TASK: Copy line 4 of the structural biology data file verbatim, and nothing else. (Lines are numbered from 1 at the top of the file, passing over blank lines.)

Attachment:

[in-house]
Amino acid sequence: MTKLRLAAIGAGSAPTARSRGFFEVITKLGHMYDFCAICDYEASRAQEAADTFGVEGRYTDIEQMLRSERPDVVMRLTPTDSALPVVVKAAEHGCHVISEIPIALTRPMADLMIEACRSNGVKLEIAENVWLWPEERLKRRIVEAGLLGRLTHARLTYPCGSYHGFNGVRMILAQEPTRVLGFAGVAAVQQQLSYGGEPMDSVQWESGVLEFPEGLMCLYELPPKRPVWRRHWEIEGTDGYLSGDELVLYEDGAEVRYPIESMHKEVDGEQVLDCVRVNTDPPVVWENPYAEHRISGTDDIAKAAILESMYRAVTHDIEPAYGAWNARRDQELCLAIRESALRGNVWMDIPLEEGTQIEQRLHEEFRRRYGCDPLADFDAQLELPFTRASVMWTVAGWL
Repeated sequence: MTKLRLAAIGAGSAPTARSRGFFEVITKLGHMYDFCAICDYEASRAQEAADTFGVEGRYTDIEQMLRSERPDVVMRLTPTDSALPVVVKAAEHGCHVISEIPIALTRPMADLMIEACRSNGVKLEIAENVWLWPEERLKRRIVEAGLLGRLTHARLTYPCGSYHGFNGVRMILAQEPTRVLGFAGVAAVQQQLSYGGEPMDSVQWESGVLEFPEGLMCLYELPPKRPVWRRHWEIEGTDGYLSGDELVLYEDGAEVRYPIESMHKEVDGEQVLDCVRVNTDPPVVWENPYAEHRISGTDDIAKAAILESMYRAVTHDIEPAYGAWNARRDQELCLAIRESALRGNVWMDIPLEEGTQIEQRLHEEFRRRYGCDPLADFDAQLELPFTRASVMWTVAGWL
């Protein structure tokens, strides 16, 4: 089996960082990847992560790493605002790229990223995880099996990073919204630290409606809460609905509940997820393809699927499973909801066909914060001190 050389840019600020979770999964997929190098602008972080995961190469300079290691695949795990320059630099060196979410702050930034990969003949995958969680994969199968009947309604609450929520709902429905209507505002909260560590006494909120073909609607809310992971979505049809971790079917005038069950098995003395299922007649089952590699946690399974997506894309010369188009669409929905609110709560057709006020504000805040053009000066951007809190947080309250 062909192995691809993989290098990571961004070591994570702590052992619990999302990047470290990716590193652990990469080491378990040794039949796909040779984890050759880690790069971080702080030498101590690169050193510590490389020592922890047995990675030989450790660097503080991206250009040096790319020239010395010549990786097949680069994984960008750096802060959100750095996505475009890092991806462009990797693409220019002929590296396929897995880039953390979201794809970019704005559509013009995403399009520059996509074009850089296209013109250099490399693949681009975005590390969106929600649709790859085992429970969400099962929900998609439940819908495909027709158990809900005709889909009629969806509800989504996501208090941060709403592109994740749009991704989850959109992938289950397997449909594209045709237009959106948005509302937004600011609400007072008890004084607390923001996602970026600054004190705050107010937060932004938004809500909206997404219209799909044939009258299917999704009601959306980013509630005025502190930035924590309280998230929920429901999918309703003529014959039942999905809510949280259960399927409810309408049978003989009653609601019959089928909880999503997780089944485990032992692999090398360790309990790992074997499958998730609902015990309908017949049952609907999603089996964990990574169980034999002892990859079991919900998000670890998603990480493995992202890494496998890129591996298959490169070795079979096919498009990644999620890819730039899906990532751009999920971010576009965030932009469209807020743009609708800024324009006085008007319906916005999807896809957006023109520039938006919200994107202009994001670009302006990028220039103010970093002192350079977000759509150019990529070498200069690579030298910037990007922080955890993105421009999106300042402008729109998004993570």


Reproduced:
């Protein structure tokens, strides 16, 4: 089996960082990847992560790493605002790229990223995880099996990073919204630290409606809460609905509940997820393809699927499973909801066909914060001190 050389840019600020979770999964997929190098602008972080995961190469300079290691695949795990320059630099060196979410702050930034990969003949995958969680994969199968009947309604609450929520709902429905209507505002909260560590006494909120073909609607809310992971979505049809971790079917005038069950098995003395299922007649089952590699946690399974997506894309010369188009669409929905609110709560057709006020504000805040053009000066951007809190947080309250 062909192995691809993989290098990571961004070591994570702590052992619990999302990047470290990716590193652990990469080491378990040794039949796909040779984890050759880690790069971080702080030498101590690169050193510590490389020592922890047995990675030989450790660097503080991206250009040096790319020239010395010549990786097949680069994984960008750096802060959100750095996505475009890092991806462009990797693409220019002929590296396929897995880039953390979201794809970019704005559509013009995403399009520059996509074009850089296209013109250099490399693949681009975005590390969106929600649709790859085992429970969400099962929900998609439940819908495909027709158990809900005709889909009629969806509800989504996501208090941060709403592109994740749009991704989850959109992938289950397997449909594209045709237009959106948005509302937004600011609400007072008890004084607390923001996602970026600054004190705050107010937060932004938004809500909206997404219209799909044939009258299917999704009601959306980013509630005025502190930035924590309280998230929920429901999918309703003529014959039942999905809510949280259960399927409810309408049978003989009653609601019959089928909880999503997780089944485990032992692999090398360790309990790992074997499958998730609902015990309908017949049952609907999603089996964990990574169980034999002892990859079991919900998000670890998603990480493995992202890494496998890129591996298959490169070795079979096919498009990644999620890819730039899906990532751009999920971010576009965030932009469209807020743009609708800024324009006085008007319906916005999807896809957006023109520039938006919200994107202009994001670009302006990028220039103010970093002192350079977000759509150019990529070498200069690579030298910037990007922080955890993105421009999106300042402008729109998004993570």